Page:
The Shower Sitch: To Brush or To Scrub?

Clearing up confusion about the latest in body exfoliating

It’s no secret I’m a devout supporter of exfoliating. I’ll scrub every little pore until it’s ridiculously baby soft and smooth without waiting for my skin to get dull, dry or drab. I’ve also been known to try just about any form of scruffing: candy colored mesh sponges, naturally recyclable, unbleached loofah mittens, and even the occasional heavy duty Scotch bright sponge with a dollop of shower gel to soften the grit.

Today body exfoliating goes beyond learning to loofah. Dry body brushing (an ancient Japanese ritual) has been on the radar for quite some time now, and despite some critics’ doubts about the benefits of daily brushing, it’s clear to beauty fans (and me) that working a brush over your limbs does seem to enliven the mind and skin. I’ve become pro brushing over the past year, but still can’t manage to give up those prettily scented body scrubs, as sent often plays a huge factor in my ritualistic choosing of products. This got me thinking: Do I need both a brush and a scrub? And if not, which one should I stick with?

I chatted with Ole Henriksen Spa master therapist Briony Behets, who has been buffing out celebrity skin for nearly 15 years, to help me figure out the answer. Not only has she tested a myriad of scrubs and textures along with skincare pro Ole (Barbara Streisand was his first A-list client), but she has also witnessed the trendy rise of the recent body brushing phenomenon.

“A dry brush treatment doesn’t just exfoliate, it stimulates vascular and lymphatic activity for health. It also enhances overall health benefits like improving circulation, helping relax sore muscles, and improving the appearance of cellulite by breaking down toxic body deposits and the distribution of fat deposits,” she says. “All of these lead to an overall feeling of physical well being.”

So, do I need to add a body scrub? “A scrub normally exfoliates and moisturizes, but it can also stimulate vascular and lymphatic activity, depending on how vigorous you get. If you use an oil-based scrub, you get a moisturizing effect that can have mood enhancing qualities,” she says. “It also has a greater exfoliation factor for rough dead skin, which is great for removing an old tan.”

If both work and share benefits, how do we know when to use one over another? “A scrub is normally recommended once a week—twice at the most—because it can damage new skin, which can lead to dryness and abrasions,” says Behets. “But, you can dry brush every day without causing skin damage.”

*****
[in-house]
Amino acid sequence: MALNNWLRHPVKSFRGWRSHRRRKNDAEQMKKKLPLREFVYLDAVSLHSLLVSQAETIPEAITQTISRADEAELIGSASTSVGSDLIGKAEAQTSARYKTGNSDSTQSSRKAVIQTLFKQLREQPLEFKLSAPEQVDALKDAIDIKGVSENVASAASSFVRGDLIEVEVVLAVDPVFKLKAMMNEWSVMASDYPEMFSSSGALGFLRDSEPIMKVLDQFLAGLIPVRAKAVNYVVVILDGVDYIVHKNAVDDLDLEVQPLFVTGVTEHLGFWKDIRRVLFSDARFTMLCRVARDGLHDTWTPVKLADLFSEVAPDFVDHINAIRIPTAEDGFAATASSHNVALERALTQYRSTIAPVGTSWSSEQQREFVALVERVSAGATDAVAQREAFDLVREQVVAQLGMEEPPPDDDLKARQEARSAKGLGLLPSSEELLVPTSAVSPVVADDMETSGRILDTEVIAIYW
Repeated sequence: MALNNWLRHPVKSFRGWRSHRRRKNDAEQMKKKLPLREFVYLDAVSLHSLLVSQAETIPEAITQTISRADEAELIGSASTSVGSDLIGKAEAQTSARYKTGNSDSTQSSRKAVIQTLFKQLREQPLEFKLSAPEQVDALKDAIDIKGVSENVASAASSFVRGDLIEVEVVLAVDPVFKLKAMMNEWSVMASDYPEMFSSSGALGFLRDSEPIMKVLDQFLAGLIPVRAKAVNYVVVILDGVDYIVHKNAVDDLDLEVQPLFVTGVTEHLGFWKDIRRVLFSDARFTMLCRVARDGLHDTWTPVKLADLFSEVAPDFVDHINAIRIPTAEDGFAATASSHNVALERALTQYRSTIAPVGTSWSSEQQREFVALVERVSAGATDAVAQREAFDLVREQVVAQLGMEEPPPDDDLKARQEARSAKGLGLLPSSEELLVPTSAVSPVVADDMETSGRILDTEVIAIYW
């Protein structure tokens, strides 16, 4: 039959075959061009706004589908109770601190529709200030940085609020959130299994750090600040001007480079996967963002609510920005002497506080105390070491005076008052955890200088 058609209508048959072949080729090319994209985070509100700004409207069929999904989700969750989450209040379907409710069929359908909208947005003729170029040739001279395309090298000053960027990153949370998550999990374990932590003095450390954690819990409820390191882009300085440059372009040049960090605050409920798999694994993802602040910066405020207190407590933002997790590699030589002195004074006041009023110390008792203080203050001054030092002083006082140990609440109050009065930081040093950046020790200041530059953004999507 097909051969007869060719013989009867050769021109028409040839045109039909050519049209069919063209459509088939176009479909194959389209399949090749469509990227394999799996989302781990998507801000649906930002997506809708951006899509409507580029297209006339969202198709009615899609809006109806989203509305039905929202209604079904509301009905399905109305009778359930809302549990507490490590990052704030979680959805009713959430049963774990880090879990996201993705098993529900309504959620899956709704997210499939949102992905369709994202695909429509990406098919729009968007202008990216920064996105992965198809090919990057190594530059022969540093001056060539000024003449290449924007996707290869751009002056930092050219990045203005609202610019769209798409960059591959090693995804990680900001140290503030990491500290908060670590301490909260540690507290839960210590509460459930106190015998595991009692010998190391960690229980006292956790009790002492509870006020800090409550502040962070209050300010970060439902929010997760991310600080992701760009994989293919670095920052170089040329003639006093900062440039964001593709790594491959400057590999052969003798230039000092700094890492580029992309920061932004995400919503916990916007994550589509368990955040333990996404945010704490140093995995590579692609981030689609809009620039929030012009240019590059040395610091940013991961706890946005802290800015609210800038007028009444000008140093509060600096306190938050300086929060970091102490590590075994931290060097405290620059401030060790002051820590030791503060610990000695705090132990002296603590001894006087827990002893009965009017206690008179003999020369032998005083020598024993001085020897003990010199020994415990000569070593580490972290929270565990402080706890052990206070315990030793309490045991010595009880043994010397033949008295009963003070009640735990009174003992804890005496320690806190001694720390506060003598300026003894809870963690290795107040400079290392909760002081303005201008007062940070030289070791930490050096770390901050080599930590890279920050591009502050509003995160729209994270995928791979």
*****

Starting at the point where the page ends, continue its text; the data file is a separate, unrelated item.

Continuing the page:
I tried dry brushing for a week and can say one benefit I noticed was the quality of my sleep improved. I used the Aromatherapy Associates Polishing Body Brush ($22) for three minutes every night before hopping into the shower, and in addition to getting some good zzzs, I liked that it’s not terribly messy or time-consuming. The natural cactus sisal bristles weren’t too stiff or abrasive. (Always opt for natural brushes, as synthetic ones can be way too harsh and scratch up your skin.)

If you want to get spa-style beauty on a weekly basis, try Ole Henriksen African Red Tea Exotic Body Scrub ($65), made exclusively for the spa. The sugar-based, moderately gritty treatment is super moisturizing with honey and sweet almond oil. Plus, it doesn’t leave your shower floor with an unwanted oil slick and won’t leave your skin feeling razor-burned. The light citrus scent from grapefruit and tangerine essential oils is faint enough to allow you to use dollops at a time.

The best part of combining the two DIY exfoliating methods? It practically solves in-grown hair problems—a skin-smoothing beauty boon on whole other level.


A native Angeleno, Navdeep Mundi is a Leo, hates cilantro, and has studied beauty products for more than 18 years. She spends her days directing media and strategy and her nights sniffing out slightly quirky yet impeccably pretty things along with her German Shepherd, Le Tigre.